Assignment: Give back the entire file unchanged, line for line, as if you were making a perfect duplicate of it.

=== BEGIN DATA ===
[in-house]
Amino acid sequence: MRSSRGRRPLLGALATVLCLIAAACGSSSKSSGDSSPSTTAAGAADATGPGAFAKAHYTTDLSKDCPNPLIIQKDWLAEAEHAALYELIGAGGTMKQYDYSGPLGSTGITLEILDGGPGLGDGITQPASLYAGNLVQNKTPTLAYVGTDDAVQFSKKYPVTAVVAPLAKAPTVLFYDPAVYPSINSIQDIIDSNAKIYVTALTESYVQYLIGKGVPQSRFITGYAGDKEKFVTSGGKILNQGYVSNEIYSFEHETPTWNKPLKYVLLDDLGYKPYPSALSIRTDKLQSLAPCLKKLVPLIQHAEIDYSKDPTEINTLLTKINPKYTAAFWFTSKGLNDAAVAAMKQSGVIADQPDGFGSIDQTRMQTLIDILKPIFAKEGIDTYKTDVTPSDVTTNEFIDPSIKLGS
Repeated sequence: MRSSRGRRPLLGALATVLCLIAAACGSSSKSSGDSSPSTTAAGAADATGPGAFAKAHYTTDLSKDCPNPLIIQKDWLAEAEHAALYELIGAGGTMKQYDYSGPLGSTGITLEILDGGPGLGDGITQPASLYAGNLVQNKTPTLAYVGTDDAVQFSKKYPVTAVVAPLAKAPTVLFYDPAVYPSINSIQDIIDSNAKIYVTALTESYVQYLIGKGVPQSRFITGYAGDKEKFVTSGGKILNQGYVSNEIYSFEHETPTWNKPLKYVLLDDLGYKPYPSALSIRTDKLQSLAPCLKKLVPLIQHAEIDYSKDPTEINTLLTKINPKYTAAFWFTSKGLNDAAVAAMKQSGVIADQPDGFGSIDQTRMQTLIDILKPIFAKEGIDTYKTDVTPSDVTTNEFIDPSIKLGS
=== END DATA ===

[in-house]
Amino acid sequence: MRSSRGRRPLLGALATVLCLIAAACGSSSKSSGDSSPSTTAAGAADATGPGAFAKAHYTTDLSKDCPNPLIIQKDWLAEAEHAALYELIGAGGTMKQYDYSGPLGSTGITLEILDGGPGLGDGITQPASLYAGNLVQNKTPTLAYVGTDDAVQFSKKYPVTAVVAPLAKAPTVLFYDPAVYPSINSIQDIIDSNAKIYVTALTESYVQYLIGKGVPQSRFITGYAGDKEKFVTSGGKILNQGYVSNEIYSFEHETPTWNKPLKYVLLDDLGYKPYPSALSIRTDKLQSLAPCLKKLVPLIQHAEIDYSKDPTEINTLLTKINPKYTAAFWFTSKGLNDAAVAAMKQSGVIADQPDGFGSIDQTRMQTLIDILKPIFAKEGIDTYKTDVTPSDVTTNEFIDPSIKLGS
Repeated sequence: MRSSRGRRPLLGALATVLCLIAAACGSSSKSSGDSSPSTTAAGAADATGPGAFAKAHYTTDLSKDCPNPLIIQKDWLAEAEHAALYELIGAGGTMKQYDYSGPLGSTGITLEILDGGPGLGDGITQPASLYAGNLVQNKTPTLAYVGTDDAVQFSKKYPVTAVVAPLAKAPTVLFYDPAVYPSINSIQDIIDSNAKIYVTALTESYVQYLIGKGVPQSRFITGYAGDKEKFVTSGGKILNQGYVSNEIYSFEHETPTWNKPLKYVLLDDLGYKPYPSALSIRTDKLQSLAPCLKKLVPLIQHAEIDYSKDPTEINTLLTKINPKYTAAFWFTSKGLNDAAVAAMKQSGVIADQPDGFGSIDQTRMQTLIDILKPIFAKEGIDTYKTDVTPSDVTTNEFIDPSIKLGS